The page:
Pilosella or Hieracium species.
Hawkweed is a State prohibited weed
State prohibited weeds are the highest category of declared noxious weeds in Victoria.
By definition they are either not yet in Victoria, or are here in small numbers, where their eradication is still possible.
All sightings should be reported to Agriculture Victoria immediately by calling 136 186 or emailing firstname.lastname@example.org.
Why is it important to report hawkweed sightings to Agriculture Victoria?
Hawkweeds are perennial herbs native to Europe. They are aggressive spreading weeds in the USA, Britain, Canada and New Zealand. Hawkweeds could cause significant harm to ecosystems in Victoria's high country, through restricting the growth of neighbouring plants by releasing chemicals into the soil. This results in native plants being displaced with a dense mat or monoculture of hawkweeds.
How to identify hawkweed
Hawkweeds are small herbs with daisy-like flowers.
Hawkweeds have very hairy green leaves up to 150 mm long arranged in a rosette close to the ground.
The stems contain milky sap and are covered in short, stiff hairy bristles.
There are three species in Victoria:
Orange hawkweed (Hieracium aurantiacum or Pilosella aurantiacum) has bright orange flowers with square ended petals, that are up to 15 mm across and arranged in clusters of five per stem.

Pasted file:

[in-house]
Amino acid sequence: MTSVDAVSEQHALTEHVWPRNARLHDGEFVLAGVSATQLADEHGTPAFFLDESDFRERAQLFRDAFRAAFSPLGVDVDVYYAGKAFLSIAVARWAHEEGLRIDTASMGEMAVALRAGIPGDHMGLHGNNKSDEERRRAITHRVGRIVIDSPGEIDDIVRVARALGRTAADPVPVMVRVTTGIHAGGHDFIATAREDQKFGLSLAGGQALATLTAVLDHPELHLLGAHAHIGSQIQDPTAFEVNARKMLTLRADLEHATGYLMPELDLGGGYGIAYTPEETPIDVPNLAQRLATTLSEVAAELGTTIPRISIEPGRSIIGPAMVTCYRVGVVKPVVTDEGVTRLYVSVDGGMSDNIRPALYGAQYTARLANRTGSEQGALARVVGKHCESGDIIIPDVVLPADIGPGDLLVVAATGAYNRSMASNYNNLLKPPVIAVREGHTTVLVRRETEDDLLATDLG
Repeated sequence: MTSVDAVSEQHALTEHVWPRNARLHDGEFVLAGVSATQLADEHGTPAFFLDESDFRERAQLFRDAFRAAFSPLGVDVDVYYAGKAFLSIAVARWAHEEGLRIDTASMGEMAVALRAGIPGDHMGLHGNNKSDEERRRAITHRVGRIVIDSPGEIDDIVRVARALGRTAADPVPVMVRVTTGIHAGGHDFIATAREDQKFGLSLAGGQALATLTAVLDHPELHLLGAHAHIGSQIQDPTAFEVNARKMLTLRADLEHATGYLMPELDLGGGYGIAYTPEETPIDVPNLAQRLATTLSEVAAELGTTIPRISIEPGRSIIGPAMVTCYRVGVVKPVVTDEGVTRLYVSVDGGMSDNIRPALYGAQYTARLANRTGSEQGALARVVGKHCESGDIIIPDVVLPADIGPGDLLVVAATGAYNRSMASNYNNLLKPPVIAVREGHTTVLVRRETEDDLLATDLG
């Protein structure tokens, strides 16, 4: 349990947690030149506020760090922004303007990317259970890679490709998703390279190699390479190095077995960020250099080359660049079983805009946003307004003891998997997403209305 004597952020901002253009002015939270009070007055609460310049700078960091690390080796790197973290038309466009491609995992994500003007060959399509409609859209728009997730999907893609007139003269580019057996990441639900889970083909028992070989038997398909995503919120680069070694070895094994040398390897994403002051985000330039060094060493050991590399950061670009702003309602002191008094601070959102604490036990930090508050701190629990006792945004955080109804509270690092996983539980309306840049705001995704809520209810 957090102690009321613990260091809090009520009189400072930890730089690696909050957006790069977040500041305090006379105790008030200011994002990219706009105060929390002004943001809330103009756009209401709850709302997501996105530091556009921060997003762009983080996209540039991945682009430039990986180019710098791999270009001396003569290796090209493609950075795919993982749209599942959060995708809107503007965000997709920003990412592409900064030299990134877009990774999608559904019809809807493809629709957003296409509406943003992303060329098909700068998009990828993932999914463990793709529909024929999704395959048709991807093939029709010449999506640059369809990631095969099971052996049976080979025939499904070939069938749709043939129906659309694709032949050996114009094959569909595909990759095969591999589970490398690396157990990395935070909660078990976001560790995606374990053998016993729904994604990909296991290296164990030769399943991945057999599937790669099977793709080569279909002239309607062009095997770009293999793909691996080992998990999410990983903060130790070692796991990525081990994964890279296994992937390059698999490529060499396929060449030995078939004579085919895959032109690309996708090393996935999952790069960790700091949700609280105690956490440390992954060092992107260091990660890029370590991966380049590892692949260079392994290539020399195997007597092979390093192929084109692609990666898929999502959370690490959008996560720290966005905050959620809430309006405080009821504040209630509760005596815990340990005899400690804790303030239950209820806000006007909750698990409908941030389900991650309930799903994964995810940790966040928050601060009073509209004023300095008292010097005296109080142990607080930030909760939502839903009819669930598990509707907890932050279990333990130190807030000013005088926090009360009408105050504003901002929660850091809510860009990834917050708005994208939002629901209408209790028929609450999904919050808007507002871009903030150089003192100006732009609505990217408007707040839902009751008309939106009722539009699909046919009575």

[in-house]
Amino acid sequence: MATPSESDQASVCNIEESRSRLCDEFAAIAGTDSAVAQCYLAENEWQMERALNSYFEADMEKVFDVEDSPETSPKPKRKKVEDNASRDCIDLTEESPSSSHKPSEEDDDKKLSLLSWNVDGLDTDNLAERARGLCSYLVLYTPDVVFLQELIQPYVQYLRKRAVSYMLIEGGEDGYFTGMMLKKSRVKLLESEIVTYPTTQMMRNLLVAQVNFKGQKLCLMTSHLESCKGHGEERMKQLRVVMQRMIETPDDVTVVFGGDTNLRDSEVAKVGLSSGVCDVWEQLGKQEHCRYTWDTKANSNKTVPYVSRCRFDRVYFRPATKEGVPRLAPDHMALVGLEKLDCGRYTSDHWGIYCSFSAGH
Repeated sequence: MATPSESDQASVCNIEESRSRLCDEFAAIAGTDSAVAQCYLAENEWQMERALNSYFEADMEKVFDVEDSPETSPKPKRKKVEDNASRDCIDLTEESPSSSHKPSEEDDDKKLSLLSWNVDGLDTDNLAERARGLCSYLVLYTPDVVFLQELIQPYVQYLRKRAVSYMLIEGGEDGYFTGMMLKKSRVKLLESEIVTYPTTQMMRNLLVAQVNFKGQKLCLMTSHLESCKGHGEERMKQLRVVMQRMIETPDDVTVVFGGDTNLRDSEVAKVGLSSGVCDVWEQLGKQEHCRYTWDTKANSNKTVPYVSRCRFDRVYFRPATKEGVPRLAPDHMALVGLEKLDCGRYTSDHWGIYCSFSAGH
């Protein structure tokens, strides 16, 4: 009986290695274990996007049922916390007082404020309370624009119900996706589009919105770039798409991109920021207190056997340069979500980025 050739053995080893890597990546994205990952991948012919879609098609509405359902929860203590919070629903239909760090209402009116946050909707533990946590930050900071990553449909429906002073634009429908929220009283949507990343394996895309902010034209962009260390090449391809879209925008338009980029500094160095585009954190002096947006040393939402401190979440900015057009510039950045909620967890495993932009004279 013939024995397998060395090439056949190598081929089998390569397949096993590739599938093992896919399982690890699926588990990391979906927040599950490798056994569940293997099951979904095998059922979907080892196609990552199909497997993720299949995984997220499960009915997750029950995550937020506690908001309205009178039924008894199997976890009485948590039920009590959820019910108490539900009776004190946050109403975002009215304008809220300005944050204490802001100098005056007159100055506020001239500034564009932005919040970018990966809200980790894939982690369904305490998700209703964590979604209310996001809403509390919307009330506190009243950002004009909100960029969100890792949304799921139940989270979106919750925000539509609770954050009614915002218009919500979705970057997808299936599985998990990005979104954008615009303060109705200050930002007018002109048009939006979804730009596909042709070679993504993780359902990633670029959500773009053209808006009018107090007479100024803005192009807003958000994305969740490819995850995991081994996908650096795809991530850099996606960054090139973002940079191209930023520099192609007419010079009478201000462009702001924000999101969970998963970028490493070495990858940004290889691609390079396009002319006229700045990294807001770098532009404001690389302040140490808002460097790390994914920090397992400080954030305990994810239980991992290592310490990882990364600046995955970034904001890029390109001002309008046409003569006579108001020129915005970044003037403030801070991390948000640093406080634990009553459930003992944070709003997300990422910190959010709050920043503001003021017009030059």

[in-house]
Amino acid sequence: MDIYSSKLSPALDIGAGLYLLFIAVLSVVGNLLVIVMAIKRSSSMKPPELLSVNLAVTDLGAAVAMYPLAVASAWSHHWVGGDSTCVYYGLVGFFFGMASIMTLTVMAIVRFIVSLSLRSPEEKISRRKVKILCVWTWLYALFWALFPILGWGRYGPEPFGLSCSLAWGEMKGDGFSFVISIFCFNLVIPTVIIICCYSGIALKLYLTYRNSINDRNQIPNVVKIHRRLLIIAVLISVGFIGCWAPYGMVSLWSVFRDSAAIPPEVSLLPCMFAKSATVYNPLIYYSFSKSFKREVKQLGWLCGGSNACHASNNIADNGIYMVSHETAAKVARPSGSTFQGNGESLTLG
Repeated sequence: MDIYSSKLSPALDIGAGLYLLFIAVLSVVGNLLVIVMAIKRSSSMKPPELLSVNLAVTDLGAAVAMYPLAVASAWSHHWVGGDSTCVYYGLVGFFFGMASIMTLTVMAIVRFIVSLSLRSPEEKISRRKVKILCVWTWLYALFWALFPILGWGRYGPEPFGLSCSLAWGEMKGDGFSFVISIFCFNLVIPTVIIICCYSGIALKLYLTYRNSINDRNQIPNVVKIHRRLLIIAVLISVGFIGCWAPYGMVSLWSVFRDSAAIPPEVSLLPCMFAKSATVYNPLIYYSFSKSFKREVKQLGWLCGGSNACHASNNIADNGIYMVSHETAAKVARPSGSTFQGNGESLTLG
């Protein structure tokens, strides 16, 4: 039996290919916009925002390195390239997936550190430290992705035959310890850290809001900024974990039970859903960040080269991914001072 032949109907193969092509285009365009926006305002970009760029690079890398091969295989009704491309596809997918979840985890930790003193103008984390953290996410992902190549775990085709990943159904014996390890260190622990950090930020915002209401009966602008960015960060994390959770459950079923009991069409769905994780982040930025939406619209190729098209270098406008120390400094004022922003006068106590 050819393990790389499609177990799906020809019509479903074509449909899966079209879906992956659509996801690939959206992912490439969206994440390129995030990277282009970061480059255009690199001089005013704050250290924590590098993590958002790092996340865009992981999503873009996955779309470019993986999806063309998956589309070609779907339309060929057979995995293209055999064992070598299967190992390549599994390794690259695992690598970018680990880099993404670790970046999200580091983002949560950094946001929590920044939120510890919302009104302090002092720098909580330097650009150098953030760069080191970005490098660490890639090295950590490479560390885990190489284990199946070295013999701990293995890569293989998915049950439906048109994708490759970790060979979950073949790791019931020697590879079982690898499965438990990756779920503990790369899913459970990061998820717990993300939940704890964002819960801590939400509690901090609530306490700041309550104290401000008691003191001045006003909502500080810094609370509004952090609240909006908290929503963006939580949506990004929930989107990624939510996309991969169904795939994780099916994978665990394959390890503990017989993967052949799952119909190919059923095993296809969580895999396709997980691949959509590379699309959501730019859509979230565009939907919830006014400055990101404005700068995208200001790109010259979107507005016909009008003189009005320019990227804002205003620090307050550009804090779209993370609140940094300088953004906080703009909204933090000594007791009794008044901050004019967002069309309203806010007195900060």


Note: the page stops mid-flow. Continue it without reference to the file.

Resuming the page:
King devil hawkweed (Hieracium praealtum or Pilosella praealtum) has yellow flowers with square ended petals, that are 20 mm across and occur in clusters of up to 25 flower heads per stem.
Mouse-ear hawkweed (Hieracium pilosella or Pilosella officinarum) has a yellow flower with square ended petals of 30 mm across, with a solitary flower on each stem.
What should you do if you find hawkweed?
If you think you have seen hawkweed, please contact Agriculture Victoria immediately on 136 186 or email to email@example.com.
Please do not attempt to treat or dispose of this weed yourself. Agriculture Victoria will treat, remove and dispose of hawkweed safely, at no cost to the land owner.
There are hundreds of hawkweed species worldwide, but none are native to Australia. Each of the three hawkweed species known to occur in Victoria has naturalised to a limited extent in Victoria's high country. Hawkweeds have also been found and removed from gardens around Victoria as a legacy of trade, prior to their declaration as a State prohibited weed in 2003.
Hawkweeds can grow over a wide range of climates and can tolerate various habitat conditions – gravel or acidic soils, full sun, part shade, frost or snow. Hawkweeds can spread quickly by seeds that are carried in the wind, they also spread from stolons (above ground runners) and root fragments.It is important to note that orange, dandelion-type flowers are very unusual, especially clustered together in flower heads.
However there are still some species that look similar to hawkweeds. Smooth hawksbeard (Crepis capillaris) is similar, but the stems are erect and smooth, unlike hawkweed species. Cat's ear or flatweed (Hypochaeris radicata) usually only has a single flower per stalk. The common dandelion can also be mistaken as hawkweed, however the common dandelion is hairless and has a single flower per stalk.
The scientific name for hawkweeds has been changed from Hieracium to Pilosella. Agriculture Victoria continues to refer to Hieracium as this is the name listed in the legislation.